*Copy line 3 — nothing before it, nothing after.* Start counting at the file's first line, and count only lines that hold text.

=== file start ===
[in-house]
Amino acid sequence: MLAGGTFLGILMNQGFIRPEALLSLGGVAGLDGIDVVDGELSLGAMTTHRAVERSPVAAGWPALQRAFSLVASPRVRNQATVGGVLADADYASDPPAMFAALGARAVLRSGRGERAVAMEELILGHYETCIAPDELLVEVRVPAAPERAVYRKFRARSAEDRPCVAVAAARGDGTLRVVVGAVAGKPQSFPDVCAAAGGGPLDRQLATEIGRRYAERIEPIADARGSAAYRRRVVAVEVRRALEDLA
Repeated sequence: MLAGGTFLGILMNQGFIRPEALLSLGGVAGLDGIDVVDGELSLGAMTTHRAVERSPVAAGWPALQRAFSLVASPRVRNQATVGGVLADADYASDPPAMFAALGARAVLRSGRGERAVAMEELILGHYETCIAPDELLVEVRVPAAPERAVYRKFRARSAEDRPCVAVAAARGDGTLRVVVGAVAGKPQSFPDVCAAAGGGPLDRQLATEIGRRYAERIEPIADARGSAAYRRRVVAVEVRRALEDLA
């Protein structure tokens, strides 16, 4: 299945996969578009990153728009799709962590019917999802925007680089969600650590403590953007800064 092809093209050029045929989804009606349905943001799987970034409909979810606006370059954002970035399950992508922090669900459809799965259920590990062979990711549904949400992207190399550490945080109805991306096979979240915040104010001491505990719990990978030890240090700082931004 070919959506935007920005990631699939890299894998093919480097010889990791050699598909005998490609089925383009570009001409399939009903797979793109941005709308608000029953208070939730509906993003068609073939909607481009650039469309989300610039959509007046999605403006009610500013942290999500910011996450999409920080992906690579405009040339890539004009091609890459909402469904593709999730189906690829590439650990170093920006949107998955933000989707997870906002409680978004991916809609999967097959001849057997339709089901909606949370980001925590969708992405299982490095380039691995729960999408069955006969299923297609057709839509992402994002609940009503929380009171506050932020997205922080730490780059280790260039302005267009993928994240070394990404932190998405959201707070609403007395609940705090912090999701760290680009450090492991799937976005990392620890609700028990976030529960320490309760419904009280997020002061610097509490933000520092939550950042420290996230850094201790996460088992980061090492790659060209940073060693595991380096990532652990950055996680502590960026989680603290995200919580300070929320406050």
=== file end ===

Repeated sequence: MLAGGTFLGILMNQGFIRPEALLSLGGVAGLDGIDVVDGELSLGAMTTHRAVERSPVAAGWPALQRAFSLVASPRVRNQATVGGVLADADYASDPPAMFAALGARAVLRSGRGERAVAMEELILGHYETCIAPDELLVEVRVPAAPERAVYRKFRARSAEDRPCVAVAAARGDGTLRVVVGAVAGKPQSFPDVCAAAGGGPLDRQLATEIGRRYAERIEPIADARGSAAYRRRVVAVEVRRALEDLA